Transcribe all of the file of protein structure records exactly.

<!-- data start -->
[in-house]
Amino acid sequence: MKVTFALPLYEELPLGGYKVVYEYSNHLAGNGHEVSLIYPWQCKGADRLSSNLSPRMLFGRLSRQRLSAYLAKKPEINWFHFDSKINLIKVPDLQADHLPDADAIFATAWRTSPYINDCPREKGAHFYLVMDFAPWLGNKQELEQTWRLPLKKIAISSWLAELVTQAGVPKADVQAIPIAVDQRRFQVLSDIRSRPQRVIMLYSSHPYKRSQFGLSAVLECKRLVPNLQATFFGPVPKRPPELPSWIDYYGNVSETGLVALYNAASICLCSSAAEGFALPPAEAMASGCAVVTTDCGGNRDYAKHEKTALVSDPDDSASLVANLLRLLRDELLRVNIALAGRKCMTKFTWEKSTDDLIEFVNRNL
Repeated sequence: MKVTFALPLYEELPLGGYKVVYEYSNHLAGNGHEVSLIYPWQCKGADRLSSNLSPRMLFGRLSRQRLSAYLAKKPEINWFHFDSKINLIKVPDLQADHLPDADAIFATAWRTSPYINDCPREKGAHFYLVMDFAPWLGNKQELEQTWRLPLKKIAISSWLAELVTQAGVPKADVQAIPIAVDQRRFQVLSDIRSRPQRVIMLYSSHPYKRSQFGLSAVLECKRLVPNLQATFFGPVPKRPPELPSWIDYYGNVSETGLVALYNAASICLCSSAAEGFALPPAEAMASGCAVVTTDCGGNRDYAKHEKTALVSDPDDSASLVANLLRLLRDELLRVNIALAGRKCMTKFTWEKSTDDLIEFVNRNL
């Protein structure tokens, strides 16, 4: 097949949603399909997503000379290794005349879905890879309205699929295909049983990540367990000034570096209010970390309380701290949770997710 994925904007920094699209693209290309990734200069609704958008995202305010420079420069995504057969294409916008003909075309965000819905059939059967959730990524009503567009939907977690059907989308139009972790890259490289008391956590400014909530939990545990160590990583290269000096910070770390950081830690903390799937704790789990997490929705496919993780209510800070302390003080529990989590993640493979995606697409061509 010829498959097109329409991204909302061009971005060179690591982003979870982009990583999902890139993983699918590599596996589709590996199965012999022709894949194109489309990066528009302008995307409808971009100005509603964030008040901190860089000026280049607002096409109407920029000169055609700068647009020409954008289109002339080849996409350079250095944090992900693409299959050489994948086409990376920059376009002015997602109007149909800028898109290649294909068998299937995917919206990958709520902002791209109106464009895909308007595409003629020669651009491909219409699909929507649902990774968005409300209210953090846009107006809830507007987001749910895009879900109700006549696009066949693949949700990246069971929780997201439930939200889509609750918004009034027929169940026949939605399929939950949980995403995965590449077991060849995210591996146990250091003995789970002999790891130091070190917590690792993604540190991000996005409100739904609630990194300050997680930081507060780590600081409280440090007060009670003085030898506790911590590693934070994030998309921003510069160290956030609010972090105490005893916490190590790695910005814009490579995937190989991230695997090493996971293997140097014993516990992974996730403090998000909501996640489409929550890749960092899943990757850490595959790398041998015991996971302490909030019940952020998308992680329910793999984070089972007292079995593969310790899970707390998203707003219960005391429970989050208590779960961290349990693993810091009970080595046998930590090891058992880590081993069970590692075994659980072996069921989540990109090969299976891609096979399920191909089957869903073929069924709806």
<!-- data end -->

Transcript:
[in-house]
Amino acid sequence: MKVTFALPLYEELPLGGYKVVYEYSNHLAGNGHEVSLIYPWQCKGADRLSSNLSPRMLFGRLSRQRLSAYLAKKPEINWFHFDSKINLIKVPDLQADHLPDADAIFATAWRTSPYINDCPREKGAHFYLVMDFAPWLGNKQELEQTWRLPLKKIAISSWLAELVTQAGVPKADVQAIPIAVDQRRFQVLSDIRSRPQRVIMLYSSHPYKRSQFGLSAVLECKRLVPNLQATFFGPVPKRPPELPSWIDYYGNVSETGLVALYNAASICLCSSAAEGFALPPAEAMASGCAVVTTDCGGNRDYAKHEKTALVSDPDDSASLVANLLRLLRDELLRVNIALAGRKCMTKFTWEKSTDDLIEFVNRNL
Repeated sequence: MKVTFALPLYEELPLGGYKVVYEYSNHLAGNGHEVSLIYPWQCKGADRLSSNLSPRMLFGRLSRQRLSAYLAKKPEINWFHFDSKINLIKVPDLQADHLPDADAIFATAWRTSPYINDCPREKGAHFYLVMDFAPWLGNKQELEQTWRLPLKKIAISSWLAELVTQAGVPKADVQAIPIAVDQRRFQVLSDIRSRPQRVIMLYSSHPYKRSQFGLSAVLECKRLVPNLQATFFGPVPKRPPELPSWIDYYGNVSETGLVALYNAASICLCSSAAEGFALPPAEAMASGCAVVTTDCGGNRDYAKHEKTALVSDPDDSASLVANLLRLLRDELLRVNIALAGRKCMTKFTWEKSTDDLIEFVNRNL
């Protein structure tokens, strides 16, 4: 097949949603399909997503000379290794005349879905890879309205699929295909049983990540367990000034570096209010970390309380701290949770997710 994925904007920094699209693209290309990734200069609704958008995202305010420079420069995504057969294409916008003909075309965000819905059939059967959730990524009503567009939907977690059907989308139009972790890259490289008391956590400014909530939990545990160590990583290269000096910070770390950081830690903390799937704790789990997490929705496919993780209510800070302390003080529990989590993640493979995606697409061509 010829498959097109329409991204909302061009971005060179690591982003979870982009990583999902890139993983699918590599596996589709590996199965012999022709894949194109489309990066528009302008995307409808971009100005509603964030008040901190860089000026280049607002096409109407920029000169055609700068647009020409954008289109002339080849996409350079250095944090992900693409299959050489994948086409990376920059376009002015997602109007149909800028898109290649294909068998299937995917919206990958709520902002791209109106464009895909308007595409003629020669651009491909219409699909929507649902990774968005409300209210953090846009107006809830507007987001749910895009879900109700006549696009066949693949949700990246069971929780997201439930939200889509609750918004009034027929169940026949939605399929939950949980995403995965590449077991060849995210591996146990250091003995789970002999790891130091070190917590690792993604540190991000996005409100739904609630990194300050997680930081507060780590600081409280440090007060009670003085030898506790911590590693934070994030998309921003510069160290956030609010972090105490005893916490190590790695910005814009490579995937190989991230695997090493996971293997140097014993516990992974996730403090998000909501996640489409929550890749960092899943990757850490595959790398041998015991996971302490909030019940952020998308992680329910793999984070089972007292079995593969310790899970707390998203707003219960005391429970989050208590779960961290349990693993810091009970080595046998930590090891058992880590081993069970590692075994659980072996069921989540990109090969299976891609096979399920191909089957869903073929069924709806």